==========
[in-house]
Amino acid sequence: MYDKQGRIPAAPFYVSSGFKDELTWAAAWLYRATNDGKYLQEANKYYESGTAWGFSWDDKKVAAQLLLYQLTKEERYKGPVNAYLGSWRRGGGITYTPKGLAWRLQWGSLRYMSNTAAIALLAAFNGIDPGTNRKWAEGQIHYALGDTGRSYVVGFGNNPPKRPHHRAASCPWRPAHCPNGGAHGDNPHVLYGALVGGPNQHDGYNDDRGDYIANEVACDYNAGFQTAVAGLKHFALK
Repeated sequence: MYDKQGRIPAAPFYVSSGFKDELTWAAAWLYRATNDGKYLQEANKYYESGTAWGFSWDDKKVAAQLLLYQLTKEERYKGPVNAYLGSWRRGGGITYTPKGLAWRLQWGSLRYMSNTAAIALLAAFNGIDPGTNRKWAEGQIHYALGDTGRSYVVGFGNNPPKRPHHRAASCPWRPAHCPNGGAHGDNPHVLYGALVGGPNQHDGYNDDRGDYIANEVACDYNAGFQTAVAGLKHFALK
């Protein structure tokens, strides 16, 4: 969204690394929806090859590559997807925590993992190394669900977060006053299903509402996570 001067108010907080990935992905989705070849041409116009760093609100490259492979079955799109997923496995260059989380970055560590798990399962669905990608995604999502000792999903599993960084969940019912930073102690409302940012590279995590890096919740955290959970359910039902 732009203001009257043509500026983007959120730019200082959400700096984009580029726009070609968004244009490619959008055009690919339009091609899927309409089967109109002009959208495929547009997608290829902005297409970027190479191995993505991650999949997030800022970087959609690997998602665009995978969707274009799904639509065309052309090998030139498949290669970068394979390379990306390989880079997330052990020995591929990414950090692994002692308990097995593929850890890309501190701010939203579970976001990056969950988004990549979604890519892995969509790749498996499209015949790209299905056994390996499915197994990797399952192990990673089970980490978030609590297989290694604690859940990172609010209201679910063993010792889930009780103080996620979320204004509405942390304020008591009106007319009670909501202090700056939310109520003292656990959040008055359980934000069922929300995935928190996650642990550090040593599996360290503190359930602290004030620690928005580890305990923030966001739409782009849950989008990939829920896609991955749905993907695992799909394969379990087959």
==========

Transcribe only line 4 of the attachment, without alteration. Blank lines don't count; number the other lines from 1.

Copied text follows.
């Protein structure tokens, strides 16, 4: 969204690394929806090859590559997807925590993992190394669900977060006053299903509402996570 001067108010907080990935992905989705070849041409116009760093609100490259492979079955799109997923496995260059989380970055560590798990399962669905990608995604999502000792999903599993960084969940019912930073102690409302940012590279995590890096919740955290959970359910039902 732009203001009257043509500026983007959120730019200082959400700096984009580029726009070609968004244009490619959008055009690919339009091609899927309409089967109109002009959208495929547009997608290829902005297409970027190479191995993505991650999949997030800022970087959609690997998602665009995978969707274009799904639509065309052309090998030139498949290669970068394979390379990306390989880079997330052990020995591929990414950090692994002692308990097995593929850890890309501190701010939203579970976001990056969950988004990549979604890519892995969509790749498996499209015949790209299905056994390996499915197994990797399952192990990673089970980490978030609590297989290694604690859940990172609010209201679910063993010792889930009780103080996620979320204004509405942390304020008591009106007319009670909501202090700056939310109520003292656990959040008055359980934000069922929300995935928190996650642990550090040593599996360290503190359930602290004030620690928005580890305990923030966001739409782009849950989008990939829920896609991955749905993907695992799909394969379990087959």